Total Credits: .5 including .5 AOA Category 2-A Credit
This session explores the chemicals that disrupt our hormonal systems and damage our health in irreparable ways. Learn where these chemicals hide—in our homes, our schools, at work, in our food, and countless other places we can’t control. Discover the workings of policy that protect the continued use of these chemicals in our lives. Drawing on extensive research and expertise, hear dramatic studies and emerging evidence about the rapid increases in neurodevelopmental, metabolic, reproductive, and immunological diseases directly related to the hundreds of thousands of chemicals that we are exposed to every day.
By the end of the presentation, learners should be able to:
• Define endocrine-disrupting chemicals.
• Advise families on safe and simple steps to reduce exposure.
• Recognize the large social costs of these preventable exposures.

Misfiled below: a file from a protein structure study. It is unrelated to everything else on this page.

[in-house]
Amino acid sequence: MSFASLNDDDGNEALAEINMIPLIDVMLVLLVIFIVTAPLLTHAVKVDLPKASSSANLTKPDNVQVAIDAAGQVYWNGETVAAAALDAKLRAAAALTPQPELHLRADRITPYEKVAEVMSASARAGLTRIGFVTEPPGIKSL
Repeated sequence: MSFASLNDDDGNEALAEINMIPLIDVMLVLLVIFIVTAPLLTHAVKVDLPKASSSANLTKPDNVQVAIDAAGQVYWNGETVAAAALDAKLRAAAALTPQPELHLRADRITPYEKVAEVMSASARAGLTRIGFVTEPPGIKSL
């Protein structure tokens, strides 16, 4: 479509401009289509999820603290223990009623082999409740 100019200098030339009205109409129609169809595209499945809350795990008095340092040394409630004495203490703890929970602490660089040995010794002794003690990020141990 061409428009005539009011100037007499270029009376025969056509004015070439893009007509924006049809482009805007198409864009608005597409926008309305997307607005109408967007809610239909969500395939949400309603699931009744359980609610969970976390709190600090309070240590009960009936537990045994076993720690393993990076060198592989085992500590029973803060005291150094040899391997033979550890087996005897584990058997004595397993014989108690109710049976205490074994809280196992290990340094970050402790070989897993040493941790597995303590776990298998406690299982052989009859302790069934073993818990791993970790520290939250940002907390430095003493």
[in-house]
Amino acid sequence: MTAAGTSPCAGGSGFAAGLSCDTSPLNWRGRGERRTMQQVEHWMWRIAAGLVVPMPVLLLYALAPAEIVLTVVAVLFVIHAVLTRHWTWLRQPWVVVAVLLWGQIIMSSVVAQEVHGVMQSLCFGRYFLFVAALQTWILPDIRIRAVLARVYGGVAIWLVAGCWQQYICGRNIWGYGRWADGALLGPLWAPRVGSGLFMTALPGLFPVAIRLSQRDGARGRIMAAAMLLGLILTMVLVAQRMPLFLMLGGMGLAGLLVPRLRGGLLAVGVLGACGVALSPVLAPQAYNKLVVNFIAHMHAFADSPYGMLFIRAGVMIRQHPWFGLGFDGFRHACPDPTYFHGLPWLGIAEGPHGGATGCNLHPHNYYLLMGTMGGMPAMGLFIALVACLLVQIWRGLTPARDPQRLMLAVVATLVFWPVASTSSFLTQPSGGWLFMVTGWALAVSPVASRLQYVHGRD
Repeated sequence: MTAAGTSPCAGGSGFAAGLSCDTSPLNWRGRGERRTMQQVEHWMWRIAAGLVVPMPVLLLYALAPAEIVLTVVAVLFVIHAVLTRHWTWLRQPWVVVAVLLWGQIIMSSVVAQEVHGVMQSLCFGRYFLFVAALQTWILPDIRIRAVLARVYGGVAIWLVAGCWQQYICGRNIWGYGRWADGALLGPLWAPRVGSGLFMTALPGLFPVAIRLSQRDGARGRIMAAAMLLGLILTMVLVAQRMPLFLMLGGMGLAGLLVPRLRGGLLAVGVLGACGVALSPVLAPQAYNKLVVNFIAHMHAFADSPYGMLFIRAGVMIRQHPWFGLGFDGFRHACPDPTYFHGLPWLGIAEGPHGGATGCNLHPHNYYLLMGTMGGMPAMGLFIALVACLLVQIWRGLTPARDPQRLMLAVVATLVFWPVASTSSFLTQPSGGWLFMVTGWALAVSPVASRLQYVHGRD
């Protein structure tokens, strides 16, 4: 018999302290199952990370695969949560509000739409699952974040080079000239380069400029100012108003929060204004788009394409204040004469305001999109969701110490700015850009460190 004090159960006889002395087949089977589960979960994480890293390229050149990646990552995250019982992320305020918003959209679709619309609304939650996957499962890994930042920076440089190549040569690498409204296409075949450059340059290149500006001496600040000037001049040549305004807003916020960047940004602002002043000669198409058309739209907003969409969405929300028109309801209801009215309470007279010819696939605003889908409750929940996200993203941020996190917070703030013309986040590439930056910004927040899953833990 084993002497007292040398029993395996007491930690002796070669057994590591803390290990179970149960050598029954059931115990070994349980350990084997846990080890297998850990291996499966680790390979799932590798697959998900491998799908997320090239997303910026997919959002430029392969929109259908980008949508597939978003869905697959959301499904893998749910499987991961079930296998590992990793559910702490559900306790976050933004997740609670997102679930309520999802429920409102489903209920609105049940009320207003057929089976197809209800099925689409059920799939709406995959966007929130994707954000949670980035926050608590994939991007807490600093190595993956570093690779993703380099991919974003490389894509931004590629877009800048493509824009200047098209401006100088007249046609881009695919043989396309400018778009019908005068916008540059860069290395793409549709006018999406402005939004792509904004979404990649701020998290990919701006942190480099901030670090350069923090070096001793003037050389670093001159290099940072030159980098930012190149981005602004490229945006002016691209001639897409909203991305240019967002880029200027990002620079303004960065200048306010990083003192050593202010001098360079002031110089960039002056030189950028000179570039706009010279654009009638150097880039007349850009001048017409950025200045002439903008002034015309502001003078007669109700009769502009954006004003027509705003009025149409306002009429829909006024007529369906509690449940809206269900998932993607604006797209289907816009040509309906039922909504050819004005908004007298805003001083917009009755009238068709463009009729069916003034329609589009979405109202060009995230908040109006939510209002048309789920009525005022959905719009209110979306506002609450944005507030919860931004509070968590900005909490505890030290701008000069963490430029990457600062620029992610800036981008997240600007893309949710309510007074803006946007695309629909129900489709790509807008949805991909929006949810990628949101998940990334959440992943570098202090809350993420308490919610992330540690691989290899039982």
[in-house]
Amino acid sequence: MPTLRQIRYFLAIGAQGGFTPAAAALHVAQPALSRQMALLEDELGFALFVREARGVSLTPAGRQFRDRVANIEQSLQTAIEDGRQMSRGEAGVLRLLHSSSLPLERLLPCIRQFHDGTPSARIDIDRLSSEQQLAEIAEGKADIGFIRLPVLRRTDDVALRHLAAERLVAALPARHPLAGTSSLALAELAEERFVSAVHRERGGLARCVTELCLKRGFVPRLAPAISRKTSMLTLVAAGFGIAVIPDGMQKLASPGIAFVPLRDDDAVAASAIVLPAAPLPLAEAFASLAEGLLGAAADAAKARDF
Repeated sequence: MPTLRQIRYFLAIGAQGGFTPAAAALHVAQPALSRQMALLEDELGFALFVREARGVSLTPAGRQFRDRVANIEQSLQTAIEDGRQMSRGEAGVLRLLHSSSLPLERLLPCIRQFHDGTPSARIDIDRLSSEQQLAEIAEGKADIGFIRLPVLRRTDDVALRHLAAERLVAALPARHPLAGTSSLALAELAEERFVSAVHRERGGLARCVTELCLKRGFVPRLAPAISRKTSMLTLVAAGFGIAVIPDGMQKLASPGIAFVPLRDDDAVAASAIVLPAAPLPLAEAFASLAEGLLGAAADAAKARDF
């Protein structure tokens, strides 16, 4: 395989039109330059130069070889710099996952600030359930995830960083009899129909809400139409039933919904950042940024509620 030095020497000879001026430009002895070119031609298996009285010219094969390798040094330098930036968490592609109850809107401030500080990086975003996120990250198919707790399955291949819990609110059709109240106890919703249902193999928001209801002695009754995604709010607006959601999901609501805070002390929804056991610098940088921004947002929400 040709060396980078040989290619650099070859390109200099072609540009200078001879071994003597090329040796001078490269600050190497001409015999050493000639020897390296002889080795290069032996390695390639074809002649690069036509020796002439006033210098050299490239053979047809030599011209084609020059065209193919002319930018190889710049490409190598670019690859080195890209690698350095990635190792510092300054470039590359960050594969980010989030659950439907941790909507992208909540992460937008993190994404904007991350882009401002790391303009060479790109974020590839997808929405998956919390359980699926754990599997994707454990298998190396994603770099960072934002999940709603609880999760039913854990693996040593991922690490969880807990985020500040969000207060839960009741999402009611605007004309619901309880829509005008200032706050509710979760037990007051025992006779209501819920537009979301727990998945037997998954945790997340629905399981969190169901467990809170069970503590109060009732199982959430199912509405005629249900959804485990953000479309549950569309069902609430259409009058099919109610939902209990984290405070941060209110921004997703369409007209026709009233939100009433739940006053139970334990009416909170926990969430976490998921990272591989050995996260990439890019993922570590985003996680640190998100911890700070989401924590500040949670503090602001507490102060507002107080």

The Georgia Osteopathic Medical Association is accredited by the American Osteopathic Association to provide osteopathic continuing medical education for physicians and designates this program for a maximum of .5 AOA Category 2-A credits and will report CME and specialty credits commensurate with the extent of the physician's participation in this activity.
All grievances should be in writing and should specify the nature of the grievance. Initially, all grievances should be directed to GOMA’s Executive Director, who will then forward said grievance to the CME Planning Committee. All grievances will receive an initial response in writing within 30 days of receipt. If the participant does not receive a satisfactory response, then they can then submit a complaint in writing to the Bureau of Osteopathic Education of the AOA at 142 East Ontario Street, Chicago, IL 60611.
Leonardo Trasande, MD, MPP is the Jim G. Hendrick, MD Professor of Pediatrics and Director, Center for the Investigation of Environmental Hazards, NYU Grossman School of Medicine. Dr. Trasande is an internationally renowned leader in environmental health. His research focuses on the impacts of chemicals on hormones in our bodies. He also has led the way in documenting the economic costs for policy makers of failing to prevent diseases of environmental origin proactively.
Disclosure: Grants: NIH / CDC, Speakers' Bureau: Endocrine Society, Beautycounter, Footprint, Other support: Honoraria from Houghton Mifflin, Audible, Kobunsha and Paidos